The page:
Ridley X-Night 30 Disc cyclocross bike review

Arguably the epitome of a European cyclocross bike, Simon Scarsbrook finds the Ridley is designed and made for racing

Ridley X-Night 30 Disc cyclocross bike

Ridley X-Night 30 Disc cyclocross bike

Cycling Weekly Verdict

Pay careful consideration to Ridley’s size charts, but you can be confident that, once used to the geometry and ride characteristics, you'd have an extremely fast machine

Reasons to buy
  • +

    Embraces new technologies

  • +

    Carbon frame provides comfort through the rear stays

  • +

    Stiff and very responsive

Reasons to avoid
  • -

    Frame is perhaps a bit short

  • -

    Geometry takes some getting used to

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The Ridley X-Night 30 Disc cyclocross bike is a machine that just shouts out ‘race me!’, and a small ‘UCI approved’ sticker on the seat tube gives a big clue to the design, geometry and function of this machine. To me, Ridley is the epitome of European cyclo-cross; it embraces new technologies accordingly. That said, the brand has been rather an acquired taste. Many of its frames have felt taller than its rivals’, so I was interested to hear that the bottom bracket height has been lowered slightly, bringing the geometry in line with current trends — including a shorter top tube. In this case, it’s very short, causing a slight toe overlap.

The X-Night looks fast; the sleek full carbon frame with its internal cabling is sculpted to provide comfort through the rear stays. It is stiff and very responsive too. The components are a mixture of Shimano Ultegra, Ridley’s own brand 4ZA and Avid mechanical disc brakes.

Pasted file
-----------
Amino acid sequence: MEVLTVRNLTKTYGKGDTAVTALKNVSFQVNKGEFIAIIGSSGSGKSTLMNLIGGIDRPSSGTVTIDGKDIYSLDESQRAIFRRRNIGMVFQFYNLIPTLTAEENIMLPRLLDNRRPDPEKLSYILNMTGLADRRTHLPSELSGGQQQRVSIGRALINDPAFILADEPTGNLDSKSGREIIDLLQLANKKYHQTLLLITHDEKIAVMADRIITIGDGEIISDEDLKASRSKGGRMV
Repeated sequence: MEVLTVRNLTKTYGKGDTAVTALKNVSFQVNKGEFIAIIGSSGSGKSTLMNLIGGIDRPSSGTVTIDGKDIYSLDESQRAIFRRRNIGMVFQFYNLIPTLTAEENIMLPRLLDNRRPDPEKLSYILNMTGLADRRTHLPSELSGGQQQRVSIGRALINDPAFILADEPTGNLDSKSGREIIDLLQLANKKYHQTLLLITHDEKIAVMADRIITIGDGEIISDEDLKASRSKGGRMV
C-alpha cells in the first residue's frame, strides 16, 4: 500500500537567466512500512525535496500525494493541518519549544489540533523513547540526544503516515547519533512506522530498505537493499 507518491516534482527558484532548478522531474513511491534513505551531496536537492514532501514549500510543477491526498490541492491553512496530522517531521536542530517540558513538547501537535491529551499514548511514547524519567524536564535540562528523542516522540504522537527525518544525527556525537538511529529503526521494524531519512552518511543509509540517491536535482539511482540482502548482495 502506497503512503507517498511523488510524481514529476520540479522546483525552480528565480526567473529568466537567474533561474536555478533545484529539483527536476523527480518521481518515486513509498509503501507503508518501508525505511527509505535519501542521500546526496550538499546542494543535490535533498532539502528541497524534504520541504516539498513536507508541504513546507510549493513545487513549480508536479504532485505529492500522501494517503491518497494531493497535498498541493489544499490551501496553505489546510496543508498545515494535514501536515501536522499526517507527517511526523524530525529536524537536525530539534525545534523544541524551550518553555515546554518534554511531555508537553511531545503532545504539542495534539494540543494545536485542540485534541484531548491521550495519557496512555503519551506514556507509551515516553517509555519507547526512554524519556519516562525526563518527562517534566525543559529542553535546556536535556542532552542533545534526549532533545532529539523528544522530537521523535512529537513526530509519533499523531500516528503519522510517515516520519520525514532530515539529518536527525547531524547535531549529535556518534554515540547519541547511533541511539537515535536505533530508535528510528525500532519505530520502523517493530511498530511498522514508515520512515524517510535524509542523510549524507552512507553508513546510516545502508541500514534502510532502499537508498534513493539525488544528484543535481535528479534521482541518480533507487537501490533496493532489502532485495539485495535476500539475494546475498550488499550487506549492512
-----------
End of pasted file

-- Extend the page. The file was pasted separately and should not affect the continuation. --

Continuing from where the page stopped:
Our initial bombing about in the woods was great fun for the photographer. Cycling off-road, the X-Night can be thrown in and out of corners with ease. What immediately struck me was the lightness and balance of the bike. I’d assumed that a bicycle with disc brakes would be pretty weighty, owing to the extra material used to cope with the additional stresses.

A longish ride along the North Downs proved me wrong as the X-Night took longer climbs with ease and at times felt very similar to riding a road bike. Handling wise, it did at first feel a little short for my liking — a case of becoming accustomed to the responsiveness, perhaps.

Ridley X-Night 30 Disc: a cyclocross racing machine

Ridley X-Night 30 Disc: a cyclocross racing machine

Competitive by nature

The X-Night is for racing; a single bottle cage mount hints at other uses but it is most at home tearing around woodland or parkland for an hour of hard graft. When I rode a couple of league races, everything at once gelled. The Ultegra 11-speed slickly changed when needed and was perfectly comfortable over rough ground.

The Avid brakes were very impressive, not so much because of the braking power, which was plentiful when needed, but because of the ease of use. I could ride comfortably on the hoods, gently modulating the levers, with a consistency of braking beyond that of the cantilevers I’m used to.

If I were looking to buy an X-Night, I would pay careful consideration to Ridley’s size charts, but I’d be confident that, once used to the geometry and ride characteristics, I would have an extremely fast machine.

Available from Madison.co.uk 

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